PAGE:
In March 2014, soon after UCSF said it was delaying work on the Draft Environmental Impact Report for now – it sent around this message.
“Beginning on Monday, March 17th, Bartlett Tree Experts will be performing tree work throughout the UCSF Mount Sutro Open Space Reserve trail system in order to mitigate potential hazardous trees. This work will consist of trimming, pruning, and/or removing hazardous trees, branches and limbs that are overhanging, or in close proximity to, trails throughout the Reserve and pose a potential danger to trail users.”
We were surprised, because it was (and is) the height of the bird nesting season. We wrote to UCSF and didn’t get a response. We hoped they were responding to actual concerns regarding a few specific trees.
But no. They were removing trees that had been marked over a year earlier – the orange-dotted trees that were in poor condition but not actually hazardous for the most part.
Forest-lovers were dismayed, and pinned notes on the trees saying “Please Don’t Cut Me Down” – we reported on that HERE. They were ignored. On a recent hike in the forest, we discovered most of the orange-dotted trees had been felled.
We learned from UCSF later that 118 trees have already been felled, and another 63 will be taken down in the next few weeks. It’s still the nesting season until September.
Here are a few of the 118 tree stumps and logs…
The beautiful fern garden was among the casualties – here it is on the ground:
WHY WE OPPOSE REMOVING THESE TREES
We oppose the removal of these trees – except those that are actual hazards – even though they are “dead or dying.” Snags (standing dead trees) are important as habitat, providing for other plant and animal species. They accumulate ferns, and other epiphytes, and provide food for insects that in turn are food for birds. The snag below is an example – it’s clearly been a hunting ground for woodpeckers or other birds. They add to the visual beauty and character of the naturalized forest.
We especially object to their removal during the nesting season. We have to say we’re dismayed. UCSF has always explicitly respected the nesting season in its plans, and have avoided actions that might disturb birds’ nest or destroy them. Spotting nests is never easy, especially song-bird nests. They have to be concealed if they’re to survive predators. Tree companies are not specialists in bird behavior. Wildlife rehabilitators frequently have baby birds and animals brought to them when trees are felled or pruned in the nesting season: HERE’s a page from Wildcare, a Marin-based rehabilitator that’s headed “Stop! Don’t Prune Those Trees!”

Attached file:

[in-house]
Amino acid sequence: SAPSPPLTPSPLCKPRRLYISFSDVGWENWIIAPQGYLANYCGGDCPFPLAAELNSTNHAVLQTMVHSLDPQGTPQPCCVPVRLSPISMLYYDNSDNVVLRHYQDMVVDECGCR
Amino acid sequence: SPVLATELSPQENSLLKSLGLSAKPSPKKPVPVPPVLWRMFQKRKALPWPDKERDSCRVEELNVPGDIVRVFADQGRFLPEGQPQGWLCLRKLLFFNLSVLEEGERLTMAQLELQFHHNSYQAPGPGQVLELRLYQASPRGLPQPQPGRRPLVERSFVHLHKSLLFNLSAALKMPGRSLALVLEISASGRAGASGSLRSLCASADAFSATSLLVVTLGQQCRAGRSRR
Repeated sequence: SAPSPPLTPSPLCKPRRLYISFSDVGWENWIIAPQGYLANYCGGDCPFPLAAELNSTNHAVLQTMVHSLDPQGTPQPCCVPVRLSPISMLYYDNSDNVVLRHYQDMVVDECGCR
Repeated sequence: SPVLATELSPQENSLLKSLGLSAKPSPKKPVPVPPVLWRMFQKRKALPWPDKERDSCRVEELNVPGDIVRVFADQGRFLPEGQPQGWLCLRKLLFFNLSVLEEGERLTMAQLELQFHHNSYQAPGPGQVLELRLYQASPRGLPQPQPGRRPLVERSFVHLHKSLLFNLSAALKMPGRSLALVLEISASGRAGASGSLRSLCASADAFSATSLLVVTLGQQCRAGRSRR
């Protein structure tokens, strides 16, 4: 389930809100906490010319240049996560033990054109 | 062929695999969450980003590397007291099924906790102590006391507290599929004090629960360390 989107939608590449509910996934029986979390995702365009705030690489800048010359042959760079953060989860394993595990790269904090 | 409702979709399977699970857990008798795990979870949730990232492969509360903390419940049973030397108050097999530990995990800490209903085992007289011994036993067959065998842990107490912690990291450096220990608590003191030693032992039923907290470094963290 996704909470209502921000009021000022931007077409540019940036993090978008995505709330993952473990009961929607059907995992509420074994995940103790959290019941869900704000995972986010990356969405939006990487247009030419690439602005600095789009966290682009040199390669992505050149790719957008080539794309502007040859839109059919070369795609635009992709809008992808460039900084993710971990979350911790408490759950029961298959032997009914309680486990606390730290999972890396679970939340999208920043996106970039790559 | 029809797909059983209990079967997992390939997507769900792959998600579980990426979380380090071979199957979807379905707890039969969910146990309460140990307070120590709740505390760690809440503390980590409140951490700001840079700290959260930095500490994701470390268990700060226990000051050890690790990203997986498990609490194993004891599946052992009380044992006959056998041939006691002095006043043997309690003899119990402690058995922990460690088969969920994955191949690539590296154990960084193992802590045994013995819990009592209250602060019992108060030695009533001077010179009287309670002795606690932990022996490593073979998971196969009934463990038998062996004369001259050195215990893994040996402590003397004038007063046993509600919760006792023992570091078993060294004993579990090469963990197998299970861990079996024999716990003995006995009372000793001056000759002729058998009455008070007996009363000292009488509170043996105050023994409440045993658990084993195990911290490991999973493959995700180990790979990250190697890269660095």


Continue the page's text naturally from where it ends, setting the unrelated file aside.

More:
We know that birds do nest in Sutro Forest. What we don’t know is how much damage this action in the nesting season has done.
I am so tired of seeing these orange dots and felled trees. They’re so destructive and anti-environment, not even considering nesting season, as you pointed out. Stupid, stupid, stupid. Here I thought they were thinking somewhat clearer lately. These pictures are absolutely disgusting and disheartening.
The nests on the last photo – were they collected on the ground? near the felled trees?
[Webmaster: No, they were collected by a frequent visitor some time ago, and as far as we know after a successful breeding season. We included the picture not as evidence of damage, but to show that birds do breed in Sutro Forest and their needs should be considered when doing any pruning or tree removal or removal of shrubbery.]
Is it possible to obtain their tree assessment reports? Are there any CA laws that require this type of information be provided? Their timing is irresponsible, clearly, but what about their accountability for what is deemed hazardous? I agree a hazardous tree should be removed, but what were their criteria, for all trees or only eucs, and who did the assessment?
[Webmaster: As far as we know, the trees were evaluated for condition, not for hazard. The difference is explained in this post: https://sutroforest.com/2013/03/16/dont-cut-me-down-found-in-sutro-forest/%5D
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